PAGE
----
Down Epiphany Way
In Berlin on a late summer’s day the Epiphanienweg leads to a cemetery called Luisenfriedhof. I am coming to see you, Corporal Gabler. My second visit. After fifty years.
Monuments face each other across the gravel path, so that the acute morning sun, creating a pattern of serried shadows, strikes the blank rears of those on my left, while lighting up the inscribed faces of those on my right.
The place is full of flowers and German widows. The widows stare at me, they tend graves, some of them recording loved ones born in the very year you died. Almost-old-comrade in the enemy’s army, on the last day of the war you had a Russian bullet in the head, in the street outside your home, wearing your civvies. And me now, obligated to bring you the news of your widow, she too lying at peace, though in a corner of some English field.
Weren’t we all three confirmed Romantics? The triangle has to be closed.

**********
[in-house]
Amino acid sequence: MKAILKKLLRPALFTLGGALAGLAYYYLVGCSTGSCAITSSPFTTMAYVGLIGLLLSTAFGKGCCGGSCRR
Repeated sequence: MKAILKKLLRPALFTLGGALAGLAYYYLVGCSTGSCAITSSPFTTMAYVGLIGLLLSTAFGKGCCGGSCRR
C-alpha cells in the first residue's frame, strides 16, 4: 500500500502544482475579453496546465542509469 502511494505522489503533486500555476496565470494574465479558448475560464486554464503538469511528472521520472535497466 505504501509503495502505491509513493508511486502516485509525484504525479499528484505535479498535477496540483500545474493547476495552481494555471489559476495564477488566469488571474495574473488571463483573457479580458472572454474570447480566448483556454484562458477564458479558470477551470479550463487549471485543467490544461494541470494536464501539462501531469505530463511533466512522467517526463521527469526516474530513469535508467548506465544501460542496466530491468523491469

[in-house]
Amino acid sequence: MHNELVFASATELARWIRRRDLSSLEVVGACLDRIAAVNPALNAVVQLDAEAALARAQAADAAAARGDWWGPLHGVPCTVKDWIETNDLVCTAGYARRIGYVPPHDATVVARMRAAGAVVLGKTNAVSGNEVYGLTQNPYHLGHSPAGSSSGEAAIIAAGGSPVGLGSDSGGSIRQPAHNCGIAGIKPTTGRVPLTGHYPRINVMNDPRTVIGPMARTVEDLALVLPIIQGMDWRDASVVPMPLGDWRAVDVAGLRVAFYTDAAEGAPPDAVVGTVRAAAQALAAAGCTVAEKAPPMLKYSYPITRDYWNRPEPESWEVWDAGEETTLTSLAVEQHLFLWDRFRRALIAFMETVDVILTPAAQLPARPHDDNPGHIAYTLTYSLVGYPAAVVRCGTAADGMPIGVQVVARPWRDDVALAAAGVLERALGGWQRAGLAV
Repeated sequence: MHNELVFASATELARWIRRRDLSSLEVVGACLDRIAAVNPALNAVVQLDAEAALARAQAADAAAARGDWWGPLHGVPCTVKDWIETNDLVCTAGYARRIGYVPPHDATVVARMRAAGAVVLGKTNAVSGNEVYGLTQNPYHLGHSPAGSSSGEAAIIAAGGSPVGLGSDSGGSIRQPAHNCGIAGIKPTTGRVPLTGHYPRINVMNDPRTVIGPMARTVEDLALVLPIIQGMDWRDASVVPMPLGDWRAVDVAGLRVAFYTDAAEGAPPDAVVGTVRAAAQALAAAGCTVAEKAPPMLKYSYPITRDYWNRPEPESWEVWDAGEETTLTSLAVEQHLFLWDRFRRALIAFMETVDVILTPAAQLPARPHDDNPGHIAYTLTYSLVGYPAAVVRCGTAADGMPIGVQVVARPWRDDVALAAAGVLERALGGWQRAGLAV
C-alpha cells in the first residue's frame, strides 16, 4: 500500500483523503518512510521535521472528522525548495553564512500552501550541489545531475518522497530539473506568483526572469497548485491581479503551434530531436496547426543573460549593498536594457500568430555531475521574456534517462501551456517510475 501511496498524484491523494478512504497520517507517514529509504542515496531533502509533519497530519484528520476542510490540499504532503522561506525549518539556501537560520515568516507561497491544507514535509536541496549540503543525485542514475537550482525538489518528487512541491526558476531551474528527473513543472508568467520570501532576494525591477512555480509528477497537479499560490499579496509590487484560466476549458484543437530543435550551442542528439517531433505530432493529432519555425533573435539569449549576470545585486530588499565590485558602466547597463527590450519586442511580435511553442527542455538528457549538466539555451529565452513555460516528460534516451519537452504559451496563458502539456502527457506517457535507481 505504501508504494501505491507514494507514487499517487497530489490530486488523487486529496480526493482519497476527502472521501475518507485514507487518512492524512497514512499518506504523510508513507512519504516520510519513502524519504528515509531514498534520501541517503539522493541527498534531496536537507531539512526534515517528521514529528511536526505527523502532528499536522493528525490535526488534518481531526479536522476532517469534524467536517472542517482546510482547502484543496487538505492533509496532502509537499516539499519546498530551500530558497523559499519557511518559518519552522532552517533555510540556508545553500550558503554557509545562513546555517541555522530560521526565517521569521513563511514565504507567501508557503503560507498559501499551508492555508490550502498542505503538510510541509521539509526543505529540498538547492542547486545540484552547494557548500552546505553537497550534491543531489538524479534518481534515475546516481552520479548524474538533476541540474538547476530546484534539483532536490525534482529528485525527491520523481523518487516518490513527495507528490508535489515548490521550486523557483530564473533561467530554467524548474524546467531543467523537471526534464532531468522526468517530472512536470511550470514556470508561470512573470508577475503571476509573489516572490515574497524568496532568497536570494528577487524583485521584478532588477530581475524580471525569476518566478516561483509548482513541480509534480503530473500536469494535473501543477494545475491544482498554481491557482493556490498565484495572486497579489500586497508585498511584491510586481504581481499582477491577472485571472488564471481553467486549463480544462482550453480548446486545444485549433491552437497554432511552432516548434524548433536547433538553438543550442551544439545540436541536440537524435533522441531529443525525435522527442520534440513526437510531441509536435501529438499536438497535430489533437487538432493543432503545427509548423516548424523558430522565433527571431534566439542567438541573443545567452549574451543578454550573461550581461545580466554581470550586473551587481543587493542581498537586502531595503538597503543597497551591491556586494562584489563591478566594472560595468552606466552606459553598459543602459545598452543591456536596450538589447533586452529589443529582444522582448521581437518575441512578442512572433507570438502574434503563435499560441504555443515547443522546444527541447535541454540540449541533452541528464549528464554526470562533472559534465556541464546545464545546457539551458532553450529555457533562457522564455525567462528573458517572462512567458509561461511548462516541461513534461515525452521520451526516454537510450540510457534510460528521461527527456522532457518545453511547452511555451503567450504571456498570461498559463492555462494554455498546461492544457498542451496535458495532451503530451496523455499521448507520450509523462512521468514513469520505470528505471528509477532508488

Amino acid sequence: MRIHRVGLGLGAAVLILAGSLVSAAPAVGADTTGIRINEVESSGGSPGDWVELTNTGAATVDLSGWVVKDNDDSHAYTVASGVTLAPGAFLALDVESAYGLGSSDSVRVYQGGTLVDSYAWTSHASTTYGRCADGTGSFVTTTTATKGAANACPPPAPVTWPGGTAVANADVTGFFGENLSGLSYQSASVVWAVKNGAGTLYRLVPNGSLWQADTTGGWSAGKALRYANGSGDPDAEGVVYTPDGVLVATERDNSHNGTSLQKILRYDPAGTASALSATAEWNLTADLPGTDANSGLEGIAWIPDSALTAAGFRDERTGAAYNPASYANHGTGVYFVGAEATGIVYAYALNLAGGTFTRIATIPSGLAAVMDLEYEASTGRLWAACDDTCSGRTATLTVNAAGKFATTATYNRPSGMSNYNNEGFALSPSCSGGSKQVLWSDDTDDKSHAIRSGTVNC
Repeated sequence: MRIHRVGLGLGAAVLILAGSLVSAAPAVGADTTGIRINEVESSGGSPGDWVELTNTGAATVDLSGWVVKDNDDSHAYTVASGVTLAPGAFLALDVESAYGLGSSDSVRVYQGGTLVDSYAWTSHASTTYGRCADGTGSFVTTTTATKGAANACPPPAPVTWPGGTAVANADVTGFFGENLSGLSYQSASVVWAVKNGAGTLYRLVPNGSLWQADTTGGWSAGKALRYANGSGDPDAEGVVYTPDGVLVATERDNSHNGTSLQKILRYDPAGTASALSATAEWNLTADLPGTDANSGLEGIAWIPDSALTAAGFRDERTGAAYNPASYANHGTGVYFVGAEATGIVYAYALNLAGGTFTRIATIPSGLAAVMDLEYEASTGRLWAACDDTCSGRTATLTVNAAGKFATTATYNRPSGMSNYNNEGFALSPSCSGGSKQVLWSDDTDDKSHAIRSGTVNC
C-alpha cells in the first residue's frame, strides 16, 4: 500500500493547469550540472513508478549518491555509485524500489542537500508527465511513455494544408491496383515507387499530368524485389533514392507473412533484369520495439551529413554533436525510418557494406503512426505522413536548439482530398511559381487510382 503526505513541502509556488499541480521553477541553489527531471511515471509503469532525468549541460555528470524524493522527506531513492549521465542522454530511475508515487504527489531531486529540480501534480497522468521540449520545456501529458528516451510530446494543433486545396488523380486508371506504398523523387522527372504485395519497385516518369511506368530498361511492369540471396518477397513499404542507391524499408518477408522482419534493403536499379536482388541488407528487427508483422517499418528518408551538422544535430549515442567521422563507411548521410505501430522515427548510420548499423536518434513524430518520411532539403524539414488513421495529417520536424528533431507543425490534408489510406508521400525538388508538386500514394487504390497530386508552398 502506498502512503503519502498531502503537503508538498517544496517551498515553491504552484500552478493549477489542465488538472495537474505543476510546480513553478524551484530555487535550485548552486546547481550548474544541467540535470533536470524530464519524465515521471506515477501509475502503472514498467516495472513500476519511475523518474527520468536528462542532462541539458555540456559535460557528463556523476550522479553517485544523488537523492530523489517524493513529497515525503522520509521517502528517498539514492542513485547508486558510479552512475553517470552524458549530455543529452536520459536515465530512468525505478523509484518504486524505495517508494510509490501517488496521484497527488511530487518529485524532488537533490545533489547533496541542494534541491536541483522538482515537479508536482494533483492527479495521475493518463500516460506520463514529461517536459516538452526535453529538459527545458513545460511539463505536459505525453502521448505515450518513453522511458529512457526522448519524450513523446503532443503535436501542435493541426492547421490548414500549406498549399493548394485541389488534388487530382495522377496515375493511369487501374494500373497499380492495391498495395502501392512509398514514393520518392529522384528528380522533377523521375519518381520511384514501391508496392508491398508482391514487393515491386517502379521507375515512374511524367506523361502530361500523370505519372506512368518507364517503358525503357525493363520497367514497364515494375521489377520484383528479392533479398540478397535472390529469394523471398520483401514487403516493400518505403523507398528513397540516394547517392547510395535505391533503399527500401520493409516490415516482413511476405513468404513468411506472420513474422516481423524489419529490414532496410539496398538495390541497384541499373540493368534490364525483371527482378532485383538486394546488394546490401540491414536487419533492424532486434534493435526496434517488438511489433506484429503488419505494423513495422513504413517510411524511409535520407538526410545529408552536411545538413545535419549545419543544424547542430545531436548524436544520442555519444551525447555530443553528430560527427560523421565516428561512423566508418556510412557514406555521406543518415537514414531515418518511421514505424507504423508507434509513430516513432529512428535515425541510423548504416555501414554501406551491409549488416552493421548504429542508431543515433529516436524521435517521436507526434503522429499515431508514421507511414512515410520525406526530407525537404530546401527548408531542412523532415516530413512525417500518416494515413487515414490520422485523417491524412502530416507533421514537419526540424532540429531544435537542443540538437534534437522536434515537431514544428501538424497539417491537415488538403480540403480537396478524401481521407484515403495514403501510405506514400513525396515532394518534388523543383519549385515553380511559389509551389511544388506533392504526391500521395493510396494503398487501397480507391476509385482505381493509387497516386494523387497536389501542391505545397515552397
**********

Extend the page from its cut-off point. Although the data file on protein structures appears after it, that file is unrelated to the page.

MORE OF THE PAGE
The sun is very warm today and, traversing row after row of tombstones, I can’t find you anywhere. As I speak to you, Wo steckst du denn?, I wonder if it’s in order to call you du. We were never properly introduced, we never even spoke. Just I stood beside her at the grave, holding a trowel that had lost its shape, while she laid flowers on you. That day, also in summer.
Rest, we all wished you rest, thinking of peace for ever. Ewige Ruh’. But now, fifty years on, when I ask the gardener with a watering can in his hand where you might be concealed, he shakes his head, tells me ñ and I know he means help—to ask at the office. A plot for Gabler? Maybe his tenure ...?
‘Rest in Peace’—
and just nearby a plaque,
I cannot face the office, go to the Lietzenseepark instead, where “the public are requested to respect the local residents’ need of quietness.” A Turkish family are spreading out a picnic, a Chinese woman goes through the unhurried postures of Tai-Chi, weeping willows touch the surface of the lake. It is still beautiful, do you remember the tulips, Liebchen? I think of sitting down in Babylon and weeping, and in that moment a faint shower begins.
a sound I can’t hear
the consciousness of leaves
receiving rain . . .